Monday, February 27, 2012

Professional Profiles: Naiwei Rui

From now on, every Monday, we'll have a new section called "Professional Profiles" where I'll introduce a new professional Go player, briefly detailing interesting things about their life and who they are.  Hopefully this will be a good way to introduce the world of professional Go to those of you who do not yet know too much about the game.  Professional Go players spend their lives studying the game so that they can face off in do or die battles on television.  They started training at a really young age, sometimes as young as three, so it's not exactly something you can pick up in an afternoon.  Really good Go players can earn quite a pretty penny playing in tournaments; Changho Lee brought in over $1,000,000 one year.  Of course, there is a pretty big gulf between what Li Gu and a new 1 dan pro can pull down, but if you're good, Go is not a bad profession.  Alright, without further ado our first pro is my favorite professional player of all time:

Naiwei Rui

Naiwei Rui (left) vs. Changhyuk Yu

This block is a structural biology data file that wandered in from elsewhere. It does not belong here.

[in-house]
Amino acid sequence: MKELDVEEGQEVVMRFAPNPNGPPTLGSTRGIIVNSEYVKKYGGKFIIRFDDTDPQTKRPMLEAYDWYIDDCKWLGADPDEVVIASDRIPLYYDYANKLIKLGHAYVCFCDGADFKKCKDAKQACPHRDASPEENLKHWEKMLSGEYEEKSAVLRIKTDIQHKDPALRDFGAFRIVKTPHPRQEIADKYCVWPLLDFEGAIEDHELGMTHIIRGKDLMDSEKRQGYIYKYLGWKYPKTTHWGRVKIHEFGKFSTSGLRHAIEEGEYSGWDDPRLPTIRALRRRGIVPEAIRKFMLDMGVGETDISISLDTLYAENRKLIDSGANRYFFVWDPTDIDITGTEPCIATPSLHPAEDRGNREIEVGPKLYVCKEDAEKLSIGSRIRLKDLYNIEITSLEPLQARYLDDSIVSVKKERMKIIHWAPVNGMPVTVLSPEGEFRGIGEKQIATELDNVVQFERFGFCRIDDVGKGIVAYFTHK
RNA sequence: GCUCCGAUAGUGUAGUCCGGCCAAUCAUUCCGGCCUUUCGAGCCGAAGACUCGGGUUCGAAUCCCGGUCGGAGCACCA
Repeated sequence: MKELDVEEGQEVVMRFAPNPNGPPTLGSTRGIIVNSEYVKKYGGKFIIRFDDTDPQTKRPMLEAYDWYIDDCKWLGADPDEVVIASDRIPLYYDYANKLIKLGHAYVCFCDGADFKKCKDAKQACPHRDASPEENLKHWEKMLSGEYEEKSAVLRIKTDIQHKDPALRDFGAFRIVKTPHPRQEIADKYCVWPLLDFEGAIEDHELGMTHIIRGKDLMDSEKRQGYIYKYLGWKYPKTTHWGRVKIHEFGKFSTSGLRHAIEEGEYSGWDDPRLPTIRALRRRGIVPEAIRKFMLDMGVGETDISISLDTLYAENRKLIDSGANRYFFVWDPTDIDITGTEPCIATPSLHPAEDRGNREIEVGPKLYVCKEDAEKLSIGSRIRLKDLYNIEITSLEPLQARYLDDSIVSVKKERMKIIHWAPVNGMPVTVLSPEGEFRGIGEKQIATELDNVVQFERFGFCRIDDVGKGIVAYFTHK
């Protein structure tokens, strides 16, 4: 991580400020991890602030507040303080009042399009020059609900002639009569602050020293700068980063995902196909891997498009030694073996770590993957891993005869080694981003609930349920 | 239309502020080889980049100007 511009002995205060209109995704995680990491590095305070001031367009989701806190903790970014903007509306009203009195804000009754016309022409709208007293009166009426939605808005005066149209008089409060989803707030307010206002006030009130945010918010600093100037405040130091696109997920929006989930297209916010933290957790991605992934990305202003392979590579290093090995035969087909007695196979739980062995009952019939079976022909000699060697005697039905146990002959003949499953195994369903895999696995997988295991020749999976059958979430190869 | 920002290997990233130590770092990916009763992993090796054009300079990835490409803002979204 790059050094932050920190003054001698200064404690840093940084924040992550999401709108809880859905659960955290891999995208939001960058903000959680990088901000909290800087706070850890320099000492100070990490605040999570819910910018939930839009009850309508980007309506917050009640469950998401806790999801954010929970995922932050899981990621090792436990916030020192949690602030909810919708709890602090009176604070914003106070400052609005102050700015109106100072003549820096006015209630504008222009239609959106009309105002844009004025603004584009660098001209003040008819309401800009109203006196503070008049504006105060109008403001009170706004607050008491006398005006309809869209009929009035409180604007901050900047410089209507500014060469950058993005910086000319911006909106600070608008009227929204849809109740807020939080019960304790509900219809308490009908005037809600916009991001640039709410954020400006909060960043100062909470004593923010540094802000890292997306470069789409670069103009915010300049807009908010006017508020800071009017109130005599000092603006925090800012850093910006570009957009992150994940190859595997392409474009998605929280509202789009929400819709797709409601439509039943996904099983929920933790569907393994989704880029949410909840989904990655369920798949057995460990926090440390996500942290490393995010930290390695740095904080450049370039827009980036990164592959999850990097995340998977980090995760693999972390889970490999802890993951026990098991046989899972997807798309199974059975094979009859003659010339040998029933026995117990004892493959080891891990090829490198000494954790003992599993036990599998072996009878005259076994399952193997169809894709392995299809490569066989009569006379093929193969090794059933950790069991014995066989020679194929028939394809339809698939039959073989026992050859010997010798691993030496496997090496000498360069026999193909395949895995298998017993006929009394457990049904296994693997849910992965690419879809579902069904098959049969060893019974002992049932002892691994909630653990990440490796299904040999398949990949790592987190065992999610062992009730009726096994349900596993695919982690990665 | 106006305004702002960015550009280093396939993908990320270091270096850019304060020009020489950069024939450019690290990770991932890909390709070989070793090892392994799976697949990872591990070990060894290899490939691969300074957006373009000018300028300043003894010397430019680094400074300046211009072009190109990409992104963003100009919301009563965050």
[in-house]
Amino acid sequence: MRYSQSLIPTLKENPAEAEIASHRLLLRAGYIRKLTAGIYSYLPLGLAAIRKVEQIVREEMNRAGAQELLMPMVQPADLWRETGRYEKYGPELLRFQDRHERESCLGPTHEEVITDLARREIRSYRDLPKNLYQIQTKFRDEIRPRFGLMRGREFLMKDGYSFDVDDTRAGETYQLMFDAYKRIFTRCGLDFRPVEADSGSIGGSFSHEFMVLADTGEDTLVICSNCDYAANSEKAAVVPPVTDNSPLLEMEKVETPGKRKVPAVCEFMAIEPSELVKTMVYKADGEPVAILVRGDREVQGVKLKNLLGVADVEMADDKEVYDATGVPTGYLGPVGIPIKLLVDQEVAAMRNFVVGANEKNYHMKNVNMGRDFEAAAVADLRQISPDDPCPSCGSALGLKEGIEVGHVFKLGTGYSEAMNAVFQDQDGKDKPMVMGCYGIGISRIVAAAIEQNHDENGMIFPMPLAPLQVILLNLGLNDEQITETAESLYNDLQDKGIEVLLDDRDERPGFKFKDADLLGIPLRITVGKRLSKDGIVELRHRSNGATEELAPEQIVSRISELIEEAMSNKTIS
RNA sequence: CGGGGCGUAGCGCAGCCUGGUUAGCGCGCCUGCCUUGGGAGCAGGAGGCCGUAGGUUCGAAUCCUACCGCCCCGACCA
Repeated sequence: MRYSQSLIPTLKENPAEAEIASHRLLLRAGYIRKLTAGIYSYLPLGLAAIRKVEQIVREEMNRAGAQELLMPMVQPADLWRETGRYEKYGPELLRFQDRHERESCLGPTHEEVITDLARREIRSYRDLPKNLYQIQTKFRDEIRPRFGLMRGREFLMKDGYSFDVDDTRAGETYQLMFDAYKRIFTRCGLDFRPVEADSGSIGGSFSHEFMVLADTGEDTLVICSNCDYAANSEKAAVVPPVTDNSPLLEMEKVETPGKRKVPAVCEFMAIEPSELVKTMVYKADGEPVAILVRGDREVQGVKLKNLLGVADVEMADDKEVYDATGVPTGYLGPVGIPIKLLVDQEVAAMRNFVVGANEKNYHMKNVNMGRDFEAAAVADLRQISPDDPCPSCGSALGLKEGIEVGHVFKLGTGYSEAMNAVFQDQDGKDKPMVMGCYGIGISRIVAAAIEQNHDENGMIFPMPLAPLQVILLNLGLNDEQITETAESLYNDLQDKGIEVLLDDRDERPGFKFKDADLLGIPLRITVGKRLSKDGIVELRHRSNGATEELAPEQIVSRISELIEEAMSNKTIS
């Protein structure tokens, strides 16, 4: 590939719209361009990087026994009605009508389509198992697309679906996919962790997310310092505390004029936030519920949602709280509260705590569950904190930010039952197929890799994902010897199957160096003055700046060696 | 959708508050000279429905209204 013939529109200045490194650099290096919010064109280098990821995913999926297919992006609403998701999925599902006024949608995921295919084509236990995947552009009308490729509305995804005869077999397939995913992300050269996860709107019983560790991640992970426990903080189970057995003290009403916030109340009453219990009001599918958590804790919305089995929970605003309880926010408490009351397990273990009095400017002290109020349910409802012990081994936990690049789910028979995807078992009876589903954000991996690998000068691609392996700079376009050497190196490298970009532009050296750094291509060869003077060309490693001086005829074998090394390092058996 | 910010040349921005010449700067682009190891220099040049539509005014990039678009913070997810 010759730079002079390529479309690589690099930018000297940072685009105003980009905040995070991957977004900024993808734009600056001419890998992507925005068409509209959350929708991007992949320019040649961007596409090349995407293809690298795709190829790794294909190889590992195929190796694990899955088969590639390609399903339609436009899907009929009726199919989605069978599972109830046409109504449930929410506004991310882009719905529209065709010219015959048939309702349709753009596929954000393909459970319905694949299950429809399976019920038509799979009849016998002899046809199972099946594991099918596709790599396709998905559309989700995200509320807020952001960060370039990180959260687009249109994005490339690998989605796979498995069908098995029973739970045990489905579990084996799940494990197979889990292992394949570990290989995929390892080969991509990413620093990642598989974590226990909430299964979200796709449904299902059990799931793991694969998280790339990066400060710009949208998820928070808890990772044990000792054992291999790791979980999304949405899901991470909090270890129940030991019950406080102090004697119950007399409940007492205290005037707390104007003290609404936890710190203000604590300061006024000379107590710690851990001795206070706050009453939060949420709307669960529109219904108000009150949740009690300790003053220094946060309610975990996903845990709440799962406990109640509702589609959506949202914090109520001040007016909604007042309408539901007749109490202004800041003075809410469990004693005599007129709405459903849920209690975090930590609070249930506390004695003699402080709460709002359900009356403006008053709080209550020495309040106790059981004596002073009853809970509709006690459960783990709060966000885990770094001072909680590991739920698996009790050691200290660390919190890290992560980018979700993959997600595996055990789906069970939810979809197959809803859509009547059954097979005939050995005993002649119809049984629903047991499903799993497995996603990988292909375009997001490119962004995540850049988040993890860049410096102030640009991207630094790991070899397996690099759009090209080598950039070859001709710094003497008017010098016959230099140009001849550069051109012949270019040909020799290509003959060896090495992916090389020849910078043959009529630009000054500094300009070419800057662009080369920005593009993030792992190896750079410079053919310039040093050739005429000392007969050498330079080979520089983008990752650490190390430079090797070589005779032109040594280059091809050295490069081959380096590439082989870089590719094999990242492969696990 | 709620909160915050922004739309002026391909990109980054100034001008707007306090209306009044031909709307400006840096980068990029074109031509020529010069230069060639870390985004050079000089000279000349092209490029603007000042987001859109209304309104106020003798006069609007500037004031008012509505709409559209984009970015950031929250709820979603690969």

When I first started to play Go I studied three professional players: Honinbo Shuusaku, Chikun Cho, and Naiwei Rui.  Of course, I was like 25 kyu, so I never came close to understanding their games, but they were the first Go professionals I was exposed to.  They were that big in the Go world.  Naiwei is known to her Korean fans as the "Iron Lady" for her hard nosed fighting style.  Her games usually feature a huge capturing race where either she or her opponent are left in shambles.  Naiwei Rui currently plays in Korea, however, she was born in Shanghai, China on December 28th, 1963.  She became a professional in 1985.  She is one of the strongest female players in the world, and one of only a handful who can claim to have earned the highest rank in Go: 9 dan.  Naiwei has been all over the world playing Go.  She originally played in China, then left when she thought that there was no future for her there, and went to Japan.  There, she became a disciple of Go Seigen, a man many consider to be one of the best Go players in all history.  While in Japan, Rui did not play as a professional, and was not invited to be one at the Japanese Go Federation.  She married Jiang Zhujiu, another professional 9 dan and moved to San Francisco for a stint, until traveling to Korea to play as a "Guest Professional."  She and Jiang Zhujiu are often jokingly called the "18 dan couple." Naiwei has dominated women's Go in Korea, earning title after title with her razor sharp style, including the Women's Kuksu and the Maxim Cup.  She even held a positive record against Changho Lee, confounding his calm, cool, collected Go style with her unpredictably aggressive play.  Her very presence has spurned on the growth of women's Go in Korea.  It comes as no surprise that many of the other female 9 dans also come from Korea, as Naiwei has encouraged them to work harder and try to outdo her phenomenal success.  Naiwei's games are great to look at if you want to sharpen your senses at attack and defense.